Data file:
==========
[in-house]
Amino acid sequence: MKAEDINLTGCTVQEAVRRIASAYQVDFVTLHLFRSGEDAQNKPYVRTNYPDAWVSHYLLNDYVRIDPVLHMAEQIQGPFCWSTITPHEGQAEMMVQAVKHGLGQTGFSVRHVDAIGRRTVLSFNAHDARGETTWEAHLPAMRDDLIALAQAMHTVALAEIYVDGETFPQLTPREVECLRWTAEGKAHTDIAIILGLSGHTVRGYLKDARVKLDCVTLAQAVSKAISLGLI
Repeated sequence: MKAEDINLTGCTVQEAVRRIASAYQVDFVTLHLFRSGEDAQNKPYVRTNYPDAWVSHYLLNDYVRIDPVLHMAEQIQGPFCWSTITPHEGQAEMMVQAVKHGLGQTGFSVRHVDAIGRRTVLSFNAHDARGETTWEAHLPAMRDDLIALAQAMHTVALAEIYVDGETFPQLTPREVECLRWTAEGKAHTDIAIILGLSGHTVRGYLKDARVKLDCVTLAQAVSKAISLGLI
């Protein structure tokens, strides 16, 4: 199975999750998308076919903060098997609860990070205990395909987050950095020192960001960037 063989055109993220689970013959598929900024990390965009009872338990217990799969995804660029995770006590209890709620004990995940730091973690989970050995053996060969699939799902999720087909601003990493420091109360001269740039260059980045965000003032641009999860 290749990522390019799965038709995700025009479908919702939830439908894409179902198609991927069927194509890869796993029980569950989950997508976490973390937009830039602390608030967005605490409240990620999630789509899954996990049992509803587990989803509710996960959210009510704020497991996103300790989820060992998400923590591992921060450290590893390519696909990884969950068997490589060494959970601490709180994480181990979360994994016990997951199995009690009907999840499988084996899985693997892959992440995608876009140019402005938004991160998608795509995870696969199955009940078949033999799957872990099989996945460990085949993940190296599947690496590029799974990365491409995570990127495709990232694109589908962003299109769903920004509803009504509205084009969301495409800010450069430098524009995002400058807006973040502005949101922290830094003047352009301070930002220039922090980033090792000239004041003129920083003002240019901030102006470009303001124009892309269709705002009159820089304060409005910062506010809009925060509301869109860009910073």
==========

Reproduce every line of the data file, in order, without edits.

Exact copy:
[in-house]
Amino acid sequence: MKAEDINLTGCTVQEAVRRIASAYQVDFVTLHLFRSGEDAQNKPYVRTNYPDAWVSHYLLNDYVRIDPVLHMAEQIQGPFCWSTITPHEGQAEMMVQAVKHGLGQTGFSVRHVDAIGRRTVLSFNAHDARGETTWEAHLPAMRDDLIALAQAMHTVALAEIYVDGETFPQLTPREVECLRWTAEGKAHTDIAIILGLSGHTVRGYLKDARVKLDCVTLAQAVSKAISLGLI
Repeated sequence: MKAEDINLTGCTVQEAVRRIASAYQVDFVTLHLFRSGEDAQNKPYVRTNYPDAWVSHYLLNDYVRIDPVLHMAEQIQGPFCWSTITPHEGQAEMMVQAVKHGLGQTGFSVRHVDAIGRRTVLSFNAHDARGETTWEAHLPAMRDDLIALAQAMHTVALAEIYVDGETFPQLTPREVECLRWTAEGKAHTDIAIILGLSGHTVRGYLKDARVKLDCVTLAQAVSKAISLGLI
């Protein structure tokens, strides 16, 4: 199975999750998308076919903060098997609860990070205990395909987050950095020192960001960037 063989055109993220689970013959598929900024990390965009009872338990217990799969995804660029995770006590209890709620004990995940730091973690989970050995053996060969699939799902999720087909601003990493420091109360001269740039260059980045965000003032641009999860 290749990522390019799965038709995700025009479908919702939830439908894409179902198609991927069927194509890869796993029980569950989950997508976490973390937009830039602390608030967005605490409240990620999630789509899954996990049992509803587990989803509710996960959210009510704020497991996103300790989820060992998400923590591992921060450290590893390519696909990884969950068997490589060494959970601490709180994480181990979360994994016990997951199995009690009907999840499988084996899985693997892959992440995608876009140019402005938004991160998608795509995870696969199955009940078949033999799957872990099989996945460990085949993940190296599947690496590029799974990365491409995570990127495709990232694109589908962003299109769903920004509803009504509205084009969301495409800010450069430098524009995002400058807006973040502005949101922290830094003047352009301070930002220039922090980033090792000239004041003129920083003002240019901030102006470009303001124009892309269709705002009159820089304060409005910062506010809009925060509301869109860009910073």